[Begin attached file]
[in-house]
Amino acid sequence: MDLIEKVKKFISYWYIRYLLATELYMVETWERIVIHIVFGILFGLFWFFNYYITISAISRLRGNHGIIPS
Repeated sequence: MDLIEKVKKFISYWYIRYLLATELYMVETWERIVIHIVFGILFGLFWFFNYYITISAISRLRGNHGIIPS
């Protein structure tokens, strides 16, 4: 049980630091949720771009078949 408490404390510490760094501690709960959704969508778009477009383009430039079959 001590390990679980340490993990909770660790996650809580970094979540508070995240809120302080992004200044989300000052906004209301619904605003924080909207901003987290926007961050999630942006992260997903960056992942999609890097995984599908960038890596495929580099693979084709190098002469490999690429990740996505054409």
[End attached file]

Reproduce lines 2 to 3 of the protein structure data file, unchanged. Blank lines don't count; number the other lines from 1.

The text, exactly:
Amino acid sequence: MDLIEKVKKFISYWYIRYLLATELYMVETWERIVIHIVFGILFGLFWFFNYYITISAISRLRGNHGIIPS
Repeated sequence: MDLIEKVKKFISYWYIRYLLATELYMVETWERIVIHIVFGILFGLFWFFNYYITISAISRLRGNHGIIPS